Engelhard Tower
3210m (10532ft.)

Located at the head of Bison Creek and the head of Totem Creek; 0.5 km north of Cromwell Tower on south portion of Mount Murchison. Banff Park, Alberta Major headwater Saskatchewan River.
Latitude 51; 54; 35 Longitude 116; 38; 20, Topo map 82N/15
Can be seen from Highways 11 and 93N

Named by W.L. Putnam in 1973. Engelhard, Georgia (Georgia Englehard was a prominent climber in the Canadian Rockies during the early twentieth century.)(see biog.) Unofficial name.

First ascended in 1938 by E. Cromwell, Georgia Engelhard, guided by Edward Feuz jr.. Journal reference AAJ 3-366; CAJ 25-26.

Photo: Looking north to (l-r) Bison Tower, Cromwell Tower, and Engelhard Tower from the Icefields Parkway

Other Information
Photo: Looking up Murchison Creek to Hall Tower (left) and Englehard Tower from Highway #11

Mount Murchison was named by James Hector in 1858 after Sir Roderick Murchison who was at that time the director of the Geological Survey of Great Britain and had recommended that Hector be chosen as the geologist on the Palliser Expedition. In a letter written in 1859, Sir Murchison thanked Hector, "for attaching my name to this culminating point."

The base of Mount Murchison covers an area measuring five km by seven km. There are two high points on the main summit (northwest and southeast). They are 700 metres apart. Seven "towers" in excess of 3050 metres (Engelhard Tower, Gest Tower, Feuz Tower, Bison Tower, Cromwell Tower, Hall Tower, and South East Tower,) lie to the southeast and have been unofficially named. It is a rather unique mountain and Bow Pass is probably the best point to get a feeling for its areal extent and the fact that it has so many individual summits of approximately the same elevation.

It is said that the Indians believed that Mount Murchison was the highest peak in the Rockies.

Georgia Engelhard 1906-1985)

A native of New York, Georgia Engelhard enjoyed hiking in the eastern US as a child and studied art in college later and after abandoning painting, and focused on photography.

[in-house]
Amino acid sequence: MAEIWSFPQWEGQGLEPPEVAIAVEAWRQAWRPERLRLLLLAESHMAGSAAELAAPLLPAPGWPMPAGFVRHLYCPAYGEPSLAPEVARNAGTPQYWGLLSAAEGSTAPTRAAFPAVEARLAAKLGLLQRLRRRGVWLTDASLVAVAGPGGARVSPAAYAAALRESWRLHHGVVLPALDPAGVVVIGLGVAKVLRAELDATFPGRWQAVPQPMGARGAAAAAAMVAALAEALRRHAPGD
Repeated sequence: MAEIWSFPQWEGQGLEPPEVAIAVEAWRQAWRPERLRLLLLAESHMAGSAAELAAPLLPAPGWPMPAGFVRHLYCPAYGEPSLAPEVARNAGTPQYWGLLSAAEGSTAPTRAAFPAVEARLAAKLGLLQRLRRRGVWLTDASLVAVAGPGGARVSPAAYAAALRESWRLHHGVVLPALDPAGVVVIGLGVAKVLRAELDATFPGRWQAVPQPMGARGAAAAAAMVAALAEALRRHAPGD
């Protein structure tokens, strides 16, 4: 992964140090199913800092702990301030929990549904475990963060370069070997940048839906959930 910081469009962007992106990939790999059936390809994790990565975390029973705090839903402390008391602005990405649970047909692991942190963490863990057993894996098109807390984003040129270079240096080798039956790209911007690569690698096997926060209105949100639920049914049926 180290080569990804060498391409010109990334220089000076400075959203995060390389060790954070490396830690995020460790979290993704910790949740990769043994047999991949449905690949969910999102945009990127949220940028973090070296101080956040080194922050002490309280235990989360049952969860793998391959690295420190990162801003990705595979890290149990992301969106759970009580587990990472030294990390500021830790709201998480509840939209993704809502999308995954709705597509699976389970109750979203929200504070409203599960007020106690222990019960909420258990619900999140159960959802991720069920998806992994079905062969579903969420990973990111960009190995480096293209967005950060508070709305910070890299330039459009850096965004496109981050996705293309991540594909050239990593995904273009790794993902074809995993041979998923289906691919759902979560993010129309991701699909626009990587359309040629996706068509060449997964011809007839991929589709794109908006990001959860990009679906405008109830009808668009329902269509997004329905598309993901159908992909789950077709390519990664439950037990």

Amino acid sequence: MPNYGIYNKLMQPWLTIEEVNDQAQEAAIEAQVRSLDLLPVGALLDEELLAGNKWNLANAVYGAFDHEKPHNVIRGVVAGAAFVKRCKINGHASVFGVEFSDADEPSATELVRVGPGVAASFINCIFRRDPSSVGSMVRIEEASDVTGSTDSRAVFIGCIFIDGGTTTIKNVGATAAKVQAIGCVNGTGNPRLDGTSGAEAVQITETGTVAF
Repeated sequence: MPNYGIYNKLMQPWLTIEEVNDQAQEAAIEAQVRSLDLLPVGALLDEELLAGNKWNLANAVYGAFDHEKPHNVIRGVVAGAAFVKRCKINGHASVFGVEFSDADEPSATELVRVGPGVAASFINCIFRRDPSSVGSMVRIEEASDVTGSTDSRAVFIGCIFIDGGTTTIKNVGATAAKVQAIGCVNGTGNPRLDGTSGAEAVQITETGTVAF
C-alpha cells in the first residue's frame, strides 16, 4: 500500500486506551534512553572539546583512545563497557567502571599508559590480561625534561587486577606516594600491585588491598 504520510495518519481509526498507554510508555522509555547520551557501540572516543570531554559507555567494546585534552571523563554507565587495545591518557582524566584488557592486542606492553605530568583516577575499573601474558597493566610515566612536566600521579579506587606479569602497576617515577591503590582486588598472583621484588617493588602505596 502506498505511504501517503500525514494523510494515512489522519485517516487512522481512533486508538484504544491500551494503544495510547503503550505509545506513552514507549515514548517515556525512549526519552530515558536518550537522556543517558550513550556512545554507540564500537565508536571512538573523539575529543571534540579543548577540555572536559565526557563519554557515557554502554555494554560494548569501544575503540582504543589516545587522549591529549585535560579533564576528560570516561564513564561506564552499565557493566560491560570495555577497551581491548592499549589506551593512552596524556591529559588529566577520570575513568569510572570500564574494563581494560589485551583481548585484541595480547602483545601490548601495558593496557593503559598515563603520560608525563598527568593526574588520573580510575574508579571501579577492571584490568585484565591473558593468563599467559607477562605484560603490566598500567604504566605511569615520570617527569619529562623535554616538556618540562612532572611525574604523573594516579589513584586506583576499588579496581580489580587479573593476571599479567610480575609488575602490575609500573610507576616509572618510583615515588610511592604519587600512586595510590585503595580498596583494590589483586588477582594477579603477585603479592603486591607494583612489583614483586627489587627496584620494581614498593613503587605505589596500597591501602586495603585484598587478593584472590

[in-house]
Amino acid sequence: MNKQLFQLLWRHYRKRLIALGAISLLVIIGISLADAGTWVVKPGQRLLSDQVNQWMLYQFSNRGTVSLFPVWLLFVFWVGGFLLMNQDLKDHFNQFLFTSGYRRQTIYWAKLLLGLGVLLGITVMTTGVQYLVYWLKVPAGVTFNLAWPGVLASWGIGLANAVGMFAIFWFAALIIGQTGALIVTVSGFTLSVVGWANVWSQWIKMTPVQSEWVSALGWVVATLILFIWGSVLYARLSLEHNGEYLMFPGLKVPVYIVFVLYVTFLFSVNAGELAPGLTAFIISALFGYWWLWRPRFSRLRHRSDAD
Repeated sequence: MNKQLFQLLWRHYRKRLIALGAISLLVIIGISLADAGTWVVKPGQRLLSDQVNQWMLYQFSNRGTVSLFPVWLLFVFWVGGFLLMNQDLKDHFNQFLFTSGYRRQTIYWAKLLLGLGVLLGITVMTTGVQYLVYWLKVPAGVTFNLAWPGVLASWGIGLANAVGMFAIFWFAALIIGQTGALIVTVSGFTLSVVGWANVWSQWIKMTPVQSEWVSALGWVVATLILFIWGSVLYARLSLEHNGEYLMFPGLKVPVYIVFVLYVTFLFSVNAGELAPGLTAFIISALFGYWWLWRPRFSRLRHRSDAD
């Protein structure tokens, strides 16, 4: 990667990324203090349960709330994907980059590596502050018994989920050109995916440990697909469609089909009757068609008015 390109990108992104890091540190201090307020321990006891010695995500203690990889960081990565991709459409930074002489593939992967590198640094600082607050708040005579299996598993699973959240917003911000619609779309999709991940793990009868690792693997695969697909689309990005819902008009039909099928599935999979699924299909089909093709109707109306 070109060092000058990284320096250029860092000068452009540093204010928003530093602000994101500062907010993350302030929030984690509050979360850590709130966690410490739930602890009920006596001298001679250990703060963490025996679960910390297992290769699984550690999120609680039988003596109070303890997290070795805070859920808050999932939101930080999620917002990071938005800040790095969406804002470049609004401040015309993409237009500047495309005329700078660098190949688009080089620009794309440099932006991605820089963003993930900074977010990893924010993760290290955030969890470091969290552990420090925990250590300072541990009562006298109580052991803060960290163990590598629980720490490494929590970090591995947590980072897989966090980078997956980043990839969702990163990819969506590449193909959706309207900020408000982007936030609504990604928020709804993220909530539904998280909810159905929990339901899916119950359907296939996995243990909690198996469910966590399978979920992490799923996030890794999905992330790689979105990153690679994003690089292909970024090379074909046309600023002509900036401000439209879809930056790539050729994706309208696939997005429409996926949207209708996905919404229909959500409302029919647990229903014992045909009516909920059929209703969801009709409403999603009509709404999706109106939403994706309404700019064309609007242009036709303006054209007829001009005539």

She had visited the European Alps in her teens and climbed with her father in the Mount Ranier area in 1926. Later that year the family visited the Canadian Rockies and Georgia climbed Pinnacle Peak with Edward Feuz. Jr. She was a regular visitor to the Rockies, visiting fifteen summers during the next three decades.

Georgia grew to love the Canadian Rockies. After reaching the summit of Mount St. Piran in 1929 at the age of 23, she wrote: "The lake and valley were still in deep shadow, but the surrounding peaks, all I had climbed, were bathed in golden rosy light. I was seized by an indescribable ecstasy, filled with the joy of conquest. They were all mine -my beautiful, private, world of mountains. Yet, at the same time, I felt how infinitesimal I was. It was an unforgettable experience."

During 1931 she climbed a total of 38 peaks in the Rockies and the Selkirks. She stood on the summit of Mount Victoria eight times that summer, seven of the trips being part of the filming of the movie, "She Climbs to Conquer."

An outstanding lady climber who completed 32 first ascents in the Rockies and Selkirks she, to some extent, competed for first ascents with Katie Gardiner who completed 33.

In 1935 she climbed in Europe for the first time. She was joined by Eaton "Tony" Cromwell, a veteran mountaineer whom she married in 1947 after several years of climbing together in the Canadian Rockies. They retired to Switzerland spending their final years enjoying the Alps together. During the last forty years of her life, Georgia never returned to the Canadian Rockies where she had spent much of her youth.

[Additional Information: Smith, Cyndi. "Off the Beaten Track". Lake Louise: Coyote Books, 1989]

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